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….. We make
….. We explore
….. We nuture

Three children *** Two parents *** one dog *** Country loving *** Cottage dwelling in the South-West of the UK. That’s us!

We’ve been blogging since January 2010, about everyday happenings that bring us joy.

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Just a thought….

“A moment spent in wonder is worth a lifetime spent in awe.”


Thank you….

  • Angela Webster Happy tomatoes are sure to be much tastier, you will have to let us know. I often imagine the teachers at half term, skipping out... 24 May
  • Laurie I love the idea of happy tomatoes too! It almost seems a shame to eat them, but I would. Here in the US, schools are... 24 May
  • Anne I'd love to grow tomatoes, my Dad used to grow them on his allotment along with lettuce and we were never short of salad for... 24 May
  • Elaine Livingstone I know whjat you mean about time to concentrate for patterns, even then I still have to undo at times. We gave up growing fruit... 24 May
  • Enda Sheppard A flurry is right ... happy tomatoes, eh? Should be fun eating those! #WofW 24 May
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Flurry of activity

(Mary Rose in garden)

Ah, yes. The flurry of letters and notes from school, signalling that half term is upon us once again. Echoing the white blossom falling from the trees in the garden. I imagine teachers clearing their inboxes and crossing off their to-do lists, ready for school to break up this afternoon for the week. Passing paperwork and children back to us parents, before they beat a retreat themselves and head through the gates. I hope they have a good break.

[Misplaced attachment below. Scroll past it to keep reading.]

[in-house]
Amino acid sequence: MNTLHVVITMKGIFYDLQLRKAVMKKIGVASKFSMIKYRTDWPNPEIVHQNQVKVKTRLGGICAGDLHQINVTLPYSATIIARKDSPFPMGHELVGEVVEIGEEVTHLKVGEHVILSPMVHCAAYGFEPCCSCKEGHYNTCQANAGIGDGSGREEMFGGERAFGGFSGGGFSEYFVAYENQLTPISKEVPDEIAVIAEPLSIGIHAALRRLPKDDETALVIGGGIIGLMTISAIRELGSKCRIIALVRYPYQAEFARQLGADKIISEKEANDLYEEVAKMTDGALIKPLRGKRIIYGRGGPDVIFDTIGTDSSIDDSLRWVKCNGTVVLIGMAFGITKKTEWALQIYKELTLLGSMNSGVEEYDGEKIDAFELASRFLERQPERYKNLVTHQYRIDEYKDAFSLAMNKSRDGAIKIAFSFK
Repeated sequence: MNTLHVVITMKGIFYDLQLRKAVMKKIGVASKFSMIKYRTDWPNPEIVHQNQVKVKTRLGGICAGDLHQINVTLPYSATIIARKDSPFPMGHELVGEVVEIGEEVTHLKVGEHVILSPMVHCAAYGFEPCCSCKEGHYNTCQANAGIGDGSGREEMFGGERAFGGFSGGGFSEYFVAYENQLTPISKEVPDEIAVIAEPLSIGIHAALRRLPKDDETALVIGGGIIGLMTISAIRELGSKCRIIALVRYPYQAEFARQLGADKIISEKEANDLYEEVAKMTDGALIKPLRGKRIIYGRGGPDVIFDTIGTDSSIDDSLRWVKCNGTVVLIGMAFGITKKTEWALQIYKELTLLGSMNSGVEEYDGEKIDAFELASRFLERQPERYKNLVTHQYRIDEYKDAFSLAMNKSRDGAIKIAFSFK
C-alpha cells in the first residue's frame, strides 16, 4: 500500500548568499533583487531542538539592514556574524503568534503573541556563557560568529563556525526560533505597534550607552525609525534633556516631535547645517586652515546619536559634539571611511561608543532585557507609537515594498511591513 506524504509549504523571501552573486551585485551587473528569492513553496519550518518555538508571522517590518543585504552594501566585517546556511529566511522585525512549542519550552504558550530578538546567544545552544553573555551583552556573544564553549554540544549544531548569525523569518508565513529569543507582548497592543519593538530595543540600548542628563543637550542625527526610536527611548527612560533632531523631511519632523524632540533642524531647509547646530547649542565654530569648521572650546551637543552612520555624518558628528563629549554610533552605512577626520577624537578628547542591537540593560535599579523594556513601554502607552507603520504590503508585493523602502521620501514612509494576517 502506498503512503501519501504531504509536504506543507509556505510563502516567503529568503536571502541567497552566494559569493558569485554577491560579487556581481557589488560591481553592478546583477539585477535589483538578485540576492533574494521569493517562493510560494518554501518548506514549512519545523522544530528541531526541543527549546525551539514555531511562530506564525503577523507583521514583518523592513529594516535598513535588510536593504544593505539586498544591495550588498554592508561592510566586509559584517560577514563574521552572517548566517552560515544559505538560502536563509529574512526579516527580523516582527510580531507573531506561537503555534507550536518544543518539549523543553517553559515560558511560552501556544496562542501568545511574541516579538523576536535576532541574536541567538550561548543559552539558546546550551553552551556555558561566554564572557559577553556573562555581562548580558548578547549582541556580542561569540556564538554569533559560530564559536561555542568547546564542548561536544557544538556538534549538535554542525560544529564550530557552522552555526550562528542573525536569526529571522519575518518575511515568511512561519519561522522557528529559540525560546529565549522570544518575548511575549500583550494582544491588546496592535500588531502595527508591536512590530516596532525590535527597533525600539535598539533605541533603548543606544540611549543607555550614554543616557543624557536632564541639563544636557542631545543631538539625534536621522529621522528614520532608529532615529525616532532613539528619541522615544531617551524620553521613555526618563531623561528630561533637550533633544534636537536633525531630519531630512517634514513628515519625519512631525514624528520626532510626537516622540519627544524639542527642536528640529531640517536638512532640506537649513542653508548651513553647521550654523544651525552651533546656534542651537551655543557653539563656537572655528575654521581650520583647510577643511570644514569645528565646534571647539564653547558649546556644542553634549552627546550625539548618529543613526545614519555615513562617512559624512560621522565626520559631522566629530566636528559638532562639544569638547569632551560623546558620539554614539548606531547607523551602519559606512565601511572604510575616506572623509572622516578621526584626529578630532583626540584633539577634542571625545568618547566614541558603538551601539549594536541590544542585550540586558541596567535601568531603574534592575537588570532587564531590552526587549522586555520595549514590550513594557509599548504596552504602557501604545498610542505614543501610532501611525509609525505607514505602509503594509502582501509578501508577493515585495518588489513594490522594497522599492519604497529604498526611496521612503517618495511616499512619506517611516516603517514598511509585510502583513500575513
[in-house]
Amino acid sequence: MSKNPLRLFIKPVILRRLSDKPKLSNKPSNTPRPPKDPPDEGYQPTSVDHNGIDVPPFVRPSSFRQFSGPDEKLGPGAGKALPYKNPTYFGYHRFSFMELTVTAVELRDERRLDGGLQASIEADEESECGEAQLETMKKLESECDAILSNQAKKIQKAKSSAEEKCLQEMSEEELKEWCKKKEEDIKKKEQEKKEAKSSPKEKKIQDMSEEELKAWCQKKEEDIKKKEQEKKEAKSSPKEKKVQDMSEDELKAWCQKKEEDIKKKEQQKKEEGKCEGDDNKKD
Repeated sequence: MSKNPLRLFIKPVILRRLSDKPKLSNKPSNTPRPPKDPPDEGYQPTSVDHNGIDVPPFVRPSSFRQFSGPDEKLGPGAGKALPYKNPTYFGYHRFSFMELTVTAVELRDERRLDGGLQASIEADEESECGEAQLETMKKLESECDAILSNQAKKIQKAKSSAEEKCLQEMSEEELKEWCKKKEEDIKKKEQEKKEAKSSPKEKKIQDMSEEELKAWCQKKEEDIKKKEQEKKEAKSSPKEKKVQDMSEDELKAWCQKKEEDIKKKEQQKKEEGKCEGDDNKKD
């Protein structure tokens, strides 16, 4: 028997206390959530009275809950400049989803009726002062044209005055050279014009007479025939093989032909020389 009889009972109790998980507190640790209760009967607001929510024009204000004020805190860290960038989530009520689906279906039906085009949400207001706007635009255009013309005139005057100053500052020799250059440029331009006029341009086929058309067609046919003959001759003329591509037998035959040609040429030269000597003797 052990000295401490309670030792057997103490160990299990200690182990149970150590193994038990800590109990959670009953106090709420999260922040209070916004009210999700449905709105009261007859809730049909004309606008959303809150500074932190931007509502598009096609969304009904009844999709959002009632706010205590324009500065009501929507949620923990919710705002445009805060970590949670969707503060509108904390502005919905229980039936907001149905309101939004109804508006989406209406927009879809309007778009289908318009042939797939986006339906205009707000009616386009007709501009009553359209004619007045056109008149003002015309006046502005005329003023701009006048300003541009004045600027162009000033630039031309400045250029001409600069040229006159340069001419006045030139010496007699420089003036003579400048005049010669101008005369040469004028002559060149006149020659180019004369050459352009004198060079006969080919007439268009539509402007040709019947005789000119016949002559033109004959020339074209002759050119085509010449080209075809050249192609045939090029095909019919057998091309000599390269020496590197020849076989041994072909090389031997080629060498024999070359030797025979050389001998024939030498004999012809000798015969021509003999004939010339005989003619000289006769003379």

This week, has been a series of flurries. Things done in short bursts. Nothing major. All quite simple.


Unsurprisingly, I’ve been out in the garden. Gradually getting plants in the ground. The earth is ready. If I can grab quarter of an hour, then I make progress. I’m growing tomatoes outside for the first time in years. The seed packet stated they were their “happiest” outside. I love the idea of happy tomatoes, don’t you? I’m sure they will be tastier too. Anyway, I’ve got the first batch in, with more to follow.

The sparrows like using my salad beds as a communal dust bath. I’d planted some seed tapes and I think, while the sparrows were bathing, one day, they must have spotted the white paper peeping out from the earth and become curious. One thing lead to another and they dug up a few lines. Not sure if I’ve lost all the seeds. I’ll add another row of the ones they unearthed, just in case.


I’ve finished the left side of my raspberry cardigan and am waiting for a few moments to do the lacey part of the right side. Undisturbed time, as I need to concentrate. Progress is being made, in short bursts.

I altered a charity shop tablecloth, to use outside. Something very satisfying about giving it fresh life. I sat outside and handstitched the edges, one lunch time. Hand sewing is definitely my happy time.


Last weekend was filled with flurries of activity. There was a spur of the moment swimming trip. My husband achieved a new personal best in his running. Cricket was played. Balls thrown for the hound. Long dog walks were had. This good weather is definitely encouraging more outside time. I even moved my office out into the garden for a few mornings, making the hound very happy. Time to slumber in the shade for him, as well as cajole me to play.

We headed down to Cheddar for strawberries and asparagus on Sunday. We didn’t have long, so only a short trip to the Levels afterwards. Strawberries disappeared very quickly.

We had a lovely, long walk, on Thursday with Hero, down to the village to vote in the European elections. Taking the scenic route gave him a good three mile walk, which isn’t always possible on a week day morning. He met so many dog friends. The cherry on the top as far as he is concerned. A perfect start of the morning for us too.